Talking about money with our parents can be awkward. I know this firsthand because I didn’t have a money conversation with my parent until I was 17 years old. I took my SATs and was applying to all these colleges but I never asked my parents about how we could pay for school. Some part of me believed I would get scholarships or grants or my parents had some hidden stash of cash.
Well, after getting all my acceptance and denial letters, my parents sat me down and said they didn’t have money to send me to school. I was devastated. But, eventually, I came up with a plan to work full-time and save enough cash to pay for my first year at Rutgers University. And I graduated and got my degree in four years.
Now, if you’re reading this, you’re probably applying for schools or completing your FAFSA. Maybe you’ve already spoken to your parents about paying for school. Or maybe you’re hoping, like me, they have this all figured out and they’ll easily hand you a check.
It may be difficult to have this conversation, but the sooner you do the more time you have to come up with a plan.
So how do you talk to your parents about paying for school?
The junior and senior year of high school is typically the time your friends are chatting about colleges. Your teachers and counselors are telling you about financial aid, scholarships, and application deadlines. This makes having a conversation with your parents timely.
I suggest, however, not to wait. Whether your an 11-year old in middle school or a 17-year senior in high school, tell your parents you want to talk about college. Leave a note on the fridge, send a text message, or an email. Let them know you’re thinking about college. This helps set the stage.
Now, the following steps can help you make this conversation less awkward.
Set a time to discuss college
It’s best to prepare and set aside time to have a proper discussion. Springing up the conversation on the ride to school isn’t the best approach.
Script: Mom/Dad, I’ve been thinking about going to college. Can we set a time to talk about it? 1 hour should be fine.
Do your homework so you can share what you’ve learned. Some parents simply don’t know the cost of attending school. Consider the following:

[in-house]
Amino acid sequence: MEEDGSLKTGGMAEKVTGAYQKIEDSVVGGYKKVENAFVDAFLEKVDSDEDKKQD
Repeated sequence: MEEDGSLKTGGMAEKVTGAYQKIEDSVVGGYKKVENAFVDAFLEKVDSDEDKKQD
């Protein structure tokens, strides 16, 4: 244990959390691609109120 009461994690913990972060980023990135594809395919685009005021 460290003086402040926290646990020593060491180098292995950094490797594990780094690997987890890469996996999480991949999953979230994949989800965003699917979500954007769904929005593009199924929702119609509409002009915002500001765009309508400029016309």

- What major would you like to study? And what’s the average salary of someone in that career?
- What schools interest you right now? How much is tuition?
- Do you want to go away to school? What’s the cost for room and board?
- Would you consider a local two-year community college, then transfer to a four-year?
Create a list of questions
Use these questions to help steer the conversation and keep you focused. The discussion can meander and get off-topic so having questions ready will help. The goal of these questions is to open the dialogue. You’re not looking for definitive answers. Some questions can be:
- Have you planned on me going to college?
- How did you plan to pay for my college education?
- Did you save any money to pay for tuition?
- What schools did you want me to look into? Did you want me to stay close to home?
- Does it make sense for me to work while going to school?
Inform your parents
This is a good opportunity to share the knowledge you’ve learned about paying for school. Attending college is more than just tuition. There are other costs like room and board, fees, textbooks, and equipment. Ask your parents:
- Are you familiar with FAFSA?
- Are you willing to cosign for student loans?
- Do you know about financial aid and the different types available?
Also, let them know you want to be actively involved. And you’ll keep them informed of any college fairs, financial aid seminars, and information you’ve found online or shared by your friends.
Then, share what you’ve learned. It may put your parents at ease knowing there are options available from student loans, scholarships based on financial need or merit, grants, work-study, and other aid to offset the cost of attending.
Getting on the same page
It’s important to ask your parents about your college goals and the plans they have to pay for it. This may be awkward and challenging. But having these conversations earlier can help you create a plan. It’ll also give you more time to learn about all your options.
Understand your parents may not have the financial means but you’ll need them to complete the FAFSA and they can help do research to find scholarships, grants, and speak with financial aid officers. Remember, this is your college education and you’ll need to do a lot of work as well.
Your parents are, maybe like mine were, too busy working to pay for current living expenses, and haven’t thought that far ahead about future college expenses. But I’m sure they want to figure out how to make your dream of going to college a reality.
Learn more about the basics of financial aid and where to find scholarships.